Here, Griffith sets the stage with this fireplace and the room it creates. “In the great Hollywood tradition, everything is composed to woo you into a quagmire of indolence,” Griffith says. In addition to this outdoor living room, there is also an outdoor dining room, bathroom, and bedroom. “But the sole function of this area is s’mores and smooching,” he says.

This room was built behind Griffith’s own home more than two decades ago. The house was mostly glass, and Griffith faced a choice of taking up a wall with a fireplace or with a painting. “I opted for art and put the fireplace outdoors,” he says. The spot is raised 18 inches above the garden plane to give a dramatic overview of the garden from the sofa. “I spent lots of weekends in front of that fireplace,” Griffith recalls. “I loved getting to set fire to stuff on a regular basis.”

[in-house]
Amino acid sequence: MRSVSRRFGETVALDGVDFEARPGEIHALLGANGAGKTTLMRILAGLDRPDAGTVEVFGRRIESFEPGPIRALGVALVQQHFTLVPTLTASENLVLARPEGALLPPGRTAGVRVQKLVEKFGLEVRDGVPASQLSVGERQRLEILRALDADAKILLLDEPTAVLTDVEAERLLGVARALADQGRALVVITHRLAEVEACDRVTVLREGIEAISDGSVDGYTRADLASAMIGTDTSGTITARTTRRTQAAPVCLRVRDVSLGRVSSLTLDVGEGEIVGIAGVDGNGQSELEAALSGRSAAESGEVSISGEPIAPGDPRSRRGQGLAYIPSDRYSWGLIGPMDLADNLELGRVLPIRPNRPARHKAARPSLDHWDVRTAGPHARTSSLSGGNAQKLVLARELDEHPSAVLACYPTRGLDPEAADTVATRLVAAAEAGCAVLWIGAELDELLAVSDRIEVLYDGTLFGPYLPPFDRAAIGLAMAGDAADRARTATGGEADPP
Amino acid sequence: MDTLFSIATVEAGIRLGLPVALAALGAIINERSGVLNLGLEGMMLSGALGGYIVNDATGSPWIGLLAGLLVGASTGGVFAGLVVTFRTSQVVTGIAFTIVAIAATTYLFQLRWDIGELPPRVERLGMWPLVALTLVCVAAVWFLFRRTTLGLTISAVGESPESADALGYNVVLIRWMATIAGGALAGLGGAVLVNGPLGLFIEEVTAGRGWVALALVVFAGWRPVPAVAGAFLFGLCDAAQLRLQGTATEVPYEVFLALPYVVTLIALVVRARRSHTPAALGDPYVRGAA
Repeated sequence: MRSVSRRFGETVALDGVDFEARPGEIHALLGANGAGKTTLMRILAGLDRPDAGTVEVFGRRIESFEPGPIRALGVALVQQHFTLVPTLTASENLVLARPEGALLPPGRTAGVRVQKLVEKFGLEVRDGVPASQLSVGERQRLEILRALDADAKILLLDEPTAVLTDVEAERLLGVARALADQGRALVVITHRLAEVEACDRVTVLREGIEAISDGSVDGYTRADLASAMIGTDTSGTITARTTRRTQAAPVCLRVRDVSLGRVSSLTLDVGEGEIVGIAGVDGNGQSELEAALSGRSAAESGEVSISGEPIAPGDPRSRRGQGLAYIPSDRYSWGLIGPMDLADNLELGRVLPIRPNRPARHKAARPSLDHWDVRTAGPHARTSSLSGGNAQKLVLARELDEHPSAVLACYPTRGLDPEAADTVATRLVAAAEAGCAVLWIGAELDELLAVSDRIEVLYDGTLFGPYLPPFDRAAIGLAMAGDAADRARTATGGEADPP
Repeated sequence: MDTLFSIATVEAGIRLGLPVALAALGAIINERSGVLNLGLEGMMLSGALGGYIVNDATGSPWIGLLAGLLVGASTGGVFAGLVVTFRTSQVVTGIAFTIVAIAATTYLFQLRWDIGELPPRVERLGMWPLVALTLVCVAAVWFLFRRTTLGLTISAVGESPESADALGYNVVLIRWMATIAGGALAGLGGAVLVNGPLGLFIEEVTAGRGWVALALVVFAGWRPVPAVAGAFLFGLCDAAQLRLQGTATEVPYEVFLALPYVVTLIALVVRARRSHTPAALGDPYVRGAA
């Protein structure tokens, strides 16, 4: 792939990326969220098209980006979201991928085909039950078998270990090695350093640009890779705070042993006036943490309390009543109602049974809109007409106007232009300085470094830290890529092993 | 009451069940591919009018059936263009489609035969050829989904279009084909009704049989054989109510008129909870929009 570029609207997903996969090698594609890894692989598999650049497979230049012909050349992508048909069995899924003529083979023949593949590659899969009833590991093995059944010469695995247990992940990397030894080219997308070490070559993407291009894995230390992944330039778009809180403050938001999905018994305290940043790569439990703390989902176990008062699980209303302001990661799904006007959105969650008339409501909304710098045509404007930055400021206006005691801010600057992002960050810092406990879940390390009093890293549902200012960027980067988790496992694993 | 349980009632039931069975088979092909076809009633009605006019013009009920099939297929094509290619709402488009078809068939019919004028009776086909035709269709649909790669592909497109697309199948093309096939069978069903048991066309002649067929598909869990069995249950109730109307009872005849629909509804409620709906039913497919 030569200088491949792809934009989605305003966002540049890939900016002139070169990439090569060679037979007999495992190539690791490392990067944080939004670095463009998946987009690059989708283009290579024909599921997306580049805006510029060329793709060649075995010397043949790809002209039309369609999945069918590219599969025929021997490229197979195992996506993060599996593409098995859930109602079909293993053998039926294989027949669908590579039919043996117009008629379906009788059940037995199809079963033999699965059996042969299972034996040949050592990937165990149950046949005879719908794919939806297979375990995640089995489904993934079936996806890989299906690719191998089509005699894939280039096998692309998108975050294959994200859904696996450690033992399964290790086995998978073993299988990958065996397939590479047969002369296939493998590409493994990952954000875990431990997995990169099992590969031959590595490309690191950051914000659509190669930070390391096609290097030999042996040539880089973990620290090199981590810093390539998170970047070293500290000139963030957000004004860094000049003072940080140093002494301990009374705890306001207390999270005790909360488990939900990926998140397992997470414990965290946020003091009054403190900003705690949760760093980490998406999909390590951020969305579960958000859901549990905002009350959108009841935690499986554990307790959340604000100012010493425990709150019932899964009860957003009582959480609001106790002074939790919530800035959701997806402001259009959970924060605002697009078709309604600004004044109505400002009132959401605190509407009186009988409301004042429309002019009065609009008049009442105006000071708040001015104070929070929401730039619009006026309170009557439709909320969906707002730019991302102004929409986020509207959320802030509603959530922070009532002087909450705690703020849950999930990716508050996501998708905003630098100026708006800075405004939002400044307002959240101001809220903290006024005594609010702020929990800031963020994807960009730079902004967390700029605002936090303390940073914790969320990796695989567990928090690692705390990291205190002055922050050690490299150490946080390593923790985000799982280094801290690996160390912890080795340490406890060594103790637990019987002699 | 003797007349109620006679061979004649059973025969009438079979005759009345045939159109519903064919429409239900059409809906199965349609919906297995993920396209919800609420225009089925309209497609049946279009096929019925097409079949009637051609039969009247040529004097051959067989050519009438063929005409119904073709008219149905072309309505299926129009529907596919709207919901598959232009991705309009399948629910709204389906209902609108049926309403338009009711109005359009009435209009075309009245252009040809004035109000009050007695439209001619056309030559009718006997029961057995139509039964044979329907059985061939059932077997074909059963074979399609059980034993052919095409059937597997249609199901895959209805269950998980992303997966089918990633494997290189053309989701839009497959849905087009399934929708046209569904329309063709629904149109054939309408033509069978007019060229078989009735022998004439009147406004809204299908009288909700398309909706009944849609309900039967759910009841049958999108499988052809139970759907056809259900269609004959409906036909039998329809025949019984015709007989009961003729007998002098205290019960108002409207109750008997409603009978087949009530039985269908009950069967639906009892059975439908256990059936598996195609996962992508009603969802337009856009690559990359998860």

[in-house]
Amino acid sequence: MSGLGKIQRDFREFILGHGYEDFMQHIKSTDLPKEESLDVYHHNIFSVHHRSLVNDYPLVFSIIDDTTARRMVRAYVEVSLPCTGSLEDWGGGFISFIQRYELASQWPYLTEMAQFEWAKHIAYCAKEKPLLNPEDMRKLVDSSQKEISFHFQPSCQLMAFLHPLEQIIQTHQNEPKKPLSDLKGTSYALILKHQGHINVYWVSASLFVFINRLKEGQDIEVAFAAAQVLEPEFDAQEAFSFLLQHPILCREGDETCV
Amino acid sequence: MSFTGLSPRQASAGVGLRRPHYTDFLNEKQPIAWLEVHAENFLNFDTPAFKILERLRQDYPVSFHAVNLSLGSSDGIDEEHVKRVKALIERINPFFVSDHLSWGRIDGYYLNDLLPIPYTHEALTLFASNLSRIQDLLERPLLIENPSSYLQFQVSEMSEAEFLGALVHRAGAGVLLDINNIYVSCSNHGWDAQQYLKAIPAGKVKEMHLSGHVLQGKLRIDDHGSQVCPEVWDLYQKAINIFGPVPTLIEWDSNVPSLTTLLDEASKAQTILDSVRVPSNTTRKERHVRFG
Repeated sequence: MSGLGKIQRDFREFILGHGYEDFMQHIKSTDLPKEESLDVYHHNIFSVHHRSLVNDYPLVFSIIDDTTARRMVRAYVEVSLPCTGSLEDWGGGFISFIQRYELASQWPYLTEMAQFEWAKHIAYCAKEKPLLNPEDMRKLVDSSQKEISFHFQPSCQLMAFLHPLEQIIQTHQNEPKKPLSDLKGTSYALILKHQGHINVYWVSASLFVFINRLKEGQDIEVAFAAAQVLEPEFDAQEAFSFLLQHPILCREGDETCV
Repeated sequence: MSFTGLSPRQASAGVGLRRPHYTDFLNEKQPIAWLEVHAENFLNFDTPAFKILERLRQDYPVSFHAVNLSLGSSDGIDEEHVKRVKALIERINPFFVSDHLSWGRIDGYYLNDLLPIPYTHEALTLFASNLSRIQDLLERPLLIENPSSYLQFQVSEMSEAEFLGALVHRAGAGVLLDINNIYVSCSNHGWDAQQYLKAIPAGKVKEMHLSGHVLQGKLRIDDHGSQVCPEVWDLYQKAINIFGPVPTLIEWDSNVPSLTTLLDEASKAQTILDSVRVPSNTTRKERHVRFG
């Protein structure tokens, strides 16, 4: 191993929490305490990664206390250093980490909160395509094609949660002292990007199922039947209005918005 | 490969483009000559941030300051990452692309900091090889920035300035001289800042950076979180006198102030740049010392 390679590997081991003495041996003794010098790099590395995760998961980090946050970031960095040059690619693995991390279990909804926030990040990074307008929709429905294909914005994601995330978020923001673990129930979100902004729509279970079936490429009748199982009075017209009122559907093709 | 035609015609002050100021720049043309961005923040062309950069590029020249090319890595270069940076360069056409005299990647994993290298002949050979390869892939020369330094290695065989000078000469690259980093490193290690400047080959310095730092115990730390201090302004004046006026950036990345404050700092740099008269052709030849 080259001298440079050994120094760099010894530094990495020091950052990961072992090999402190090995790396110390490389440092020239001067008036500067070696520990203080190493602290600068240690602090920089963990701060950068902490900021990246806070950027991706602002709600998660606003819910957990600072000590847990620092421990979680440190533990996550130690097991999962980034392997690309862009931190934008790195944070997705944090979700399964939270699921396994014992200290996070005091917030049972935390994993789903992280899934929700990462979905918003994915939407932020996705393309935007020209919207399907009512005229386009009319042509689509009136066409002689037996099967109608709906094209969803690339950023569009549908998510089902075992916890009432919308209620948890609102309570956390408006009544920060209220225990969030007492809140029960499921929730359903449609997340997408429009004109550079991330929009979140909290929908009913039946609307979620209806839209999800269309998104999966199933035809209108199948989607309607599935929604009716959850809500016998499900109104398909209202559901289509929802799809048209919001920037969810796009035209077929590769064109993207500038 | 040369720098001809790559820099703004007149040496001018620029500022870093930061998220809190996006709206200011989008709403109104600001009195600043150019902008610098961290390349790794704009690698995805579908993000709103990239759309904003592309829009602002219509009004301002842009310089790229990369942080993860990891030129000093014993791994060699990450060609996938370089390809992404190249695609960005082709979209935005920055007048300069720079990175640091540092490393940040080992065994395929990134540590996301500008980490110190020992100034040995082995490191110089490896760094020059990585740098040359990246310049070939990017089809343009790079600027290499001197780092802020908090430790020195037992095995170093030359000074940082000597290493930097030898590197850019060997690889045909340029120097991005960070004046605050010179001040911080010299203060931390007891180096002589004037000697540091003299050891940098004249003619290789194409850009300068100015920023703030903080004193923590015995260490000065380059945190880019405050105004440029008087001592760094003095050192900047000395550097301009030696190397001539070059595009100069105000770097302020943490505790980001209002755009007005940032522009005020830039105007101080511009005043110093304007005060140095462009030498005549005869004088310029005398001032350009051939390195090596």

Were he to build this outdoor room today, Griffith would have opted for gas. (“I could drive to Vegas for this particular carbon footprint,” he says.) Of course, air quality regulations wouldn’t have given him the choice. But other landscape architects love wood. Kelly says, “It’s primal—it offers sound and scent that you don’t get with gas. It’s ever-changing and untamable.”

A hidden treasure and a magnificent view await on a wooded hill
Designed by Jeff Andrews

The fire sits in a 12-foot circle of flagstone and gravel, the same materials used for the path that winds up to this cozy hideaway. Rounded chunks of lava stone break up the sleek design giving the fire pit a more authentic, rustic feel. Photo by: Tim Street-Porter.

A lucky home shopper in the hills of Southern California managed to find two adjoining lots, one directly uphill from the other, and built his house on the lower lot. Interior designer Jeff Andrews knew he had to take advantage of the view offered from the portion of the property above the roofline.